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UBC Theses and Dissertations

A comparison of touchscreen and mouse for real-world and abstract tasks with older adults Zhang, Kailun


Touchscreens have become a mainstream input device for older adults. We compared performance of touchscreen and mouse input for older adults on both abstract and real-world pointing and dragging tasks: classic Fitts’s law tasks and tasks drawn from C-TOC, a computerized cognitive test being designed for older adults. The abstract and real-world tasks were designed to require equivalent motor skills. Sixteen older adult participants completed both types of tasks using a touchscreen and a mouse. The touchscreen was faster for both task types but somewhat more error-prone. However, the speed advantage of touchscreens for abstract tasks did not translate evenly to the corresponding real-world tasks. A KLM was used to explain the different speed gains in real-world tasks by incorporating both physical and cognitive components. As a self-administered test, C-TOC, would benefit from richer performance measures, beyond speed and accuracy, to compensate for the lack of a clinician observer who is typically present in comparable paper-based cognitive tests. We looked into the movement patterns of a real-world dragging task – the C-TOC Pattern Construction task – and found that older adults naturally adopted different movement patterns between devices: they tended to make shorter moves and a greater number of moves on a touchscreen than with a mouse. This indicates that careful device-based calibration will be needed for new performance metrics in computerized tests.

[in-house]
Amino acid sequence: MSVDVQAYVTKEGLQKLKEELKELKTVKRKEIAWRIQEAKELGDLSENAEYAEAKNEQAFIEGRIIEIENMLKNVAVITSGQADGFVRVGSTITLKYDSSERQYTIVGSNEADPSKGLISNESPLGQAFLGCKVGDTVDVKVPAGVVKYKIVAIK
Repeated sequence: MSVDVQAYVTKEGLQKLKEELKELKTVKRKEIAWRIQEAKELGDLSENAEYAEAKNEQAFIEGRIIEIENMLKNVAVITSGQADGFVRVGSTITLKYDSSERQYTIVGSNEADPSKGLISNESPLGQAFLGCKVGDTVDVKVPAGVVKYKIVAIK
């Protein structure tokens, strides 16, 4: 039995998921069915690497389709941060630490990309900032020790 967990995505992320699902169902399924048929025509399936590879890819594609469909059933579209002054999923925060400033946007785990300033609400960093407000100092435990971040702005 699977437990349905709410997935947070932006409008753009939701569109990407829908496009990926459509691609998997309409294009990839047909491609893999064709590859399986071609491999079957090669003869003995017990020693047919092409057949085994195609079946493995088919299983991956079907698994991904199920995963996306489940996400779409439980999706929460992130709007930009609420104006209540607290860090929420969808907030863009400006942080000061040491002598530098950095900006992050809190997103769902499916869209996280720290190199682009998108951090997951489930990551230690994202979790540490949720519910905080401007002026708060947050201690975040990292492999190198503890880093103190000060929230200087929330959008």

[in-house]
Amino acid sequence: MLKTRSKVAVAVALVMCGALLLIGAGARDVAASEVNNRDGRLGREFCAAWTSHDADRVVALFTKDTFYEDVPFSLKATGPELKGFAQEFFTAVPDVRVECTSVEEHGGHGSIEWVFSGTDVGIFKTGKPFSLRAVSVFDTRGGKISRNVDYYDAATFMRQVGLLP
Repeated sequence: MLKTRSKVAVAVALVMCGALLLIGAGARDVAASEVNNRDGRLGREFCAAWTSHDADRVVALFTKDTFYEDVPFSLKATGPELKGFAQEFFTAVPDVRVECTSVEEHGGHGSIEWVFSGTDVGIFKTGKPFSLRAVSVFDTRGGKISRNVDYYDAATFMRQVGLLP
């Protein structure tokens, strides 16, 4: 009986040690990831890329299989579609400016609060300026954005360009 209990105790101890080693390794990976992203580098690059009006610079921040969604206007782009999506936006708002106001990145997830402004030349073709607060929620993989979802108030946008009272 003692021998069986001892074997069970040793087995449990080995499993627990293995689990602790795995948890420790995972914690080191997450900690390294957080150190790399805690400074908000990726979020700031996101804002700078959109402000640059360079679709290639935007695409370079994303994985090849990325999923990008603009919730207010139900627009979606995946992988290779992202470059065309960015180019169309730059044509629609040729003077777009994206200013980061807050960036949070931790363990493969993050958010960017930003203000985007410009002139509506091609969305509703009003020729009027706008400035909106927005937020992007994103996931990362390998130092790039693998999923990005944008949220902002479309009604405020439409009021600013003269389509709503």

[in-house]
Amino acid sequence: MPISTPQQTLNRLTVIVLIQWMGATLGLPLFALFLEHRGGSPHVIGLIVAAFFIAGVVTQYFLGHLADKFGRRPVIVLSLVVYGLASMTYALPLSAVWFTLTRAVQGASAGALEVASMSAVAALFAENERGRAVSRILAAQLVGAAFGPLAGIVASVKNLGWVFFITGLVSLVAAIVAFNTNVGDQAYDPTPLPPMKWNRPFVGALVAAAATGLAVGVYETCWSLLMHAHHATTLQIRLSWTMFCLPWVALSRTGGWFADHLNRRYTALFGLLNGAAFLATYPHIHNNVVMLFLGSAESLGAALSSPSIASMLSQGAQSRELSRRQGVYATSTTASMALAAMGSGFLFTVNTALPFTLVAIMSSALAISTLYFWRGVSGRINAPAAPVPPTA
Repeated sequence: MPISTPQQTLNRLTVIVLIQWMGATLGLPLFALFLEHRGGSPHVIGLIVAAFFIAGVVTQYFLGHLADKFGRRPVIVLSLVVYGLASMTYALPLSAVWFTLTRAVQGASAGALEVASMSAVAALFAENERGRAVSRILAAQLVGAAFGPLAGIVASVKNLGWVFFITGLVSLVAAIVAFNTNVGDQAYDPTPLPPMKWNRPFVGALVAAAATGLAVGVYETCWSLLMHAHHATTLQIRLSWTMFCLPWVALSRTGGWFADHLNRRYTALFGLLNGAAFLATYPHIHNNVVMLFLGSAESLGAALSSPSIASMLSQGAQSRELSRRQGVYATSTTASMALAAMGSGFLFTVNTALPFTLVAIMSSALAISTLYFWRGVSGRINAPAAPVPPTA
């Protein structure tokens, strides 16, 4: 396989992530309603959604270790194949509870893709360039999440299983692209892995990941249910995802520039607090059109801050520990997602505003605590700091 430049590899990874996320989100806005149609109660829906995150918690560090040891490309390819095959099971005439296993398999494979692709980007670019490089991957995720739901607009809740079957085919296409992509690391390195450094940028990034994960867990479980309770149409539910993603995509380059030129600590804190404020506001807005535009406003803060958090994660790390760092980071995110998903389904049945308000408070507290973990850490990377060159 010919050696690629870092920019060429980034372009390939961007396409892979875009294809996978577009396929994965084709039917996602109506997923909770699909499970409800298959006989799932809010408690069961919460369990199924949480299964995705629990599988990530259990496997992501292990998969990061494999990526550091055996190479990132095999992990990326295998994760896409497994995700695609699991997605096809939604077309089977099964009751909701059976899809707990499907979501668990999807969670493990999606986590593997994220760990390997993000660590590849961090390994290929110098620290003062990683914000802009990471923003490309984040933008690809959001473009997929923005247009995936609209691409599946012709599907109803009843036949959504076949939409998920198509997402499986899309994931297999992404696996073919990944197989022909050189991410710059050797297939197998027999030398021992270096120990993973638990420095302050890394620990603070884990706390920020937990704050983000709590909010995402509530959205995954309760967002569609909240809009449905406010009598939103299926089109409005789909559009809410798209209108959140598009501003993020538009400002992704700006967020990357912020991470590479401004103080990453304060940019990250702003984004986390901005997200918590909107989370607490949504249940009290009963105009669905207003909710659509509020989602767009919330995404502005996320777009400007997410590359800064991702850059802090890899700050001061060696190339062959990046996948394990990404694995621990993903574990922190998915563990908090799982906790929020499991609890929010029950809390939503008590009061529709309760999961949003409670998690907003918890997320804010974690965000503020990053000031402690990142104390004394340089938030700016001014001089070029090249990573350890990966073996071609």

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Attribution-NonCommercial-NoDerivs 2.5 Canada